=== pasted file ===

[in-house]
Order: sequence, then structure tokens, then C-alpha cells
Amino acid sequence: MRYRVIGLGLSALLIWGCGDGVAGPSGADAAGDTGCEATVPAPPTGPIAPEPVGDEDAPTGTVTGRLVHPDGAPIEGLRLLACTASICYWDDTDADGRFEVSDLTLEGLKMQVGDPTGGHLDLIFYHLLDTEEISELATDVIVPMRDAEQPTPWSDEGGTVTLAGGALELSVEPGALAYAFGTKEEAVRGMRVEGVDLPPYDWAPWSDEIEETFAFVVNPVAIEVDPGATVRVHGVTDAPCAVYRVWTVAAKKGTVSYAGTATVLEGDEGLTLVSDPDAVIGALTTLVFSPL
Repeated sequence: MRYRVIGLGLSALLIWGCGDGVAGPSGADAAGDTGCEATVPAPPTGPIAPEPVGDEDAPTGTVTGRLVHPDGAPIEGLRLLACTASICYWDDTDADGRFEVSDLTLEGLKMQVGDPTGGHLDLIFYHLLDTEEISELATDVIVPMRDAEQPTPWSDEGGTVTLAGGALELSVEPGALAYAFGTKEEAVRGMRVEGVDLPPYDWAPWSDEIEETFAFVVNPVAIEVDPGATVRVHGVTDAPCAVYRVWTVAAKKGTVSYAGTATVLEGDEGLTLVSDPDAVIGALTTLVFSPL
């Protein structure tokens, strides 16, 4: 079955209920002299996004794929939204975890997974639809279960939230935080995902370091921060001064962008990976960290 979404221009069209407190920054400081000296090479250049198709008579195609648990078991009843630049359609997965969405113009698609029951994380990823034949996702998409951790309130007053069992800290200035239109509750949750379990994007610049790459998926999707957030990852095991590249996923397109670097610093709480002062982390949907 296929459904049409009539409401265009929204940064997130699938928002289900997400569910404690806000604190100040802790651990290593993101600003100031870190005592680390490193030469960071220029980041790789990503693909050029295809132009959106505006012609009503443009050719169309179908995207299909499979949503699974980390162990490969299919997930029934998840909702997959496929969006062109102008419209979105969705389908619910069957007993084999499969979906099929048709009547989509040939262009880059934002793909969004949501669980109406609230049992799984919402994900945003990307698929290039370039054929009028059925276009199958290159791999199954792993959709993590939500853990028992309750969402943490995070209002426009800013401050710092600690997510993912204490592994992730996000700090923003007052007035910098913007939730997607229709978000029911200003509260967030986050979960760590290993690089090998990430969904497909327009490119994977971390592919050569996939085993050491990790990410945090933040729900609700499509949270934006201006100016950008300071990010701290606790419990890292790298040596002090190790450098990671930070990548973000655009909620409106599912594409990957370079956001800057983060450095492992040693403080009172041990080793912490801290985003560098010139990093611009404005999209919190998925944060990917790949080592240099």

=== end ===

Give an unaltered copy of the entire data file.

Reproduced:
[in-house]
Order: sequence, then structure tokens, then C-alpha cells
Amino acid sequence: MRYRVIGLGLSALLIWGCGDGVAGPSGADAAGDTGCEATVPAPPTGPIAPEPVGDEDAPTGTVTGRLVHPDGAPIEGLRLLACTASICYWDDTDADGRFEVSDLTLEGLKMQVGDPTGGHLDLIFYHLLDTEEISELATDVIVPMRDAEQPTPWSDEGGTVTLAGGALELSVEPGALAYAFGTKEEAVRGMRVEGVDLPPYDWAPWSDEIEETFAFVVNPVAIEVDPGATVRVHGVTDAPCAVYRVWTVAAKKGTVSYAGTATVLEGDEGLTLVSDPDAVIGALTTLVFSPL
Repeated sequence: MRYRVIGLGLSALLIWGCGDGVAGPSGADAAGDTGCEATVPAPPTGPIAPEPVGDEDAPTGTVTGRLVHPDGAPIEGLRLLACTASICYWDDTDADGRFEVSDLTLEGLKMQVGDPTGGHLDLIFYHLLDTEEISELATDVIVPMRDAEQPTPWSDEGGTVTLAGGALELSVEPGALAYAFGTKEEAVRGMRVEGVDLPPYDWAPWSDEIEETFAFVVNPVAIEVDPGATVRVHGVTDAPCAVYRVWTVAAKKGTVSYAGTATVLEGDEGLTLVSDPDAVIGALTTLVFSPL
């Protein structure tokens, strides 16, 4: 079955209920002299996004794929939204975890997974639809279960939230935080995902370091921060001064962008990976960290 979404221009069209407190920054400081000296090479250049198709008579195609648990078991009843630049359609997965969405113009698609029951994380990823034949996702998409951790309130007053069992800290200035239109509750949750379990994007610049790459998926999707957030990852095991590249996923397109670097610093709480002062982390949907 296929459904049409009539409401265009929204940064997130699938928002289900997400569910404690806000604190100040802790651990290593993101600003100031870190005592680390490193030469960071220029980041790789990503693909050029295809132009959106505006012609009503443009050719169309179908995207299909499979949503699974980390162990490969299919997930029934998840909702997959496929969006062109102008419209979105969705389908619910069957007993084999499969979906099929048709009547989509040939262009880059934002793909969004949501669980109406609230049992799984919402994900945003990307698929290039370039054929009028059925276009199958290159791999199954792993959709993590939500853990028992309750969402943490995070209002426009800013401050710092600690997510993912204490592994992730996000700090923003007052007035910098913007939730997607229709978000029911200003509260967030986050979960760590290993690089090998990430969904497909327009490119994977971390592919050569996939085993050491990790990410945090933040729900609700499509949270934006201006100016950008300071990010701290606790419990890292790298040596002090190790450098990671930070990548973000655009909620409106599912594409990957370079956001800057983060450095492992040693403080009172041990080793912490801290985003560098010139990093611009404005999209919190998925944060990917790949080592240099």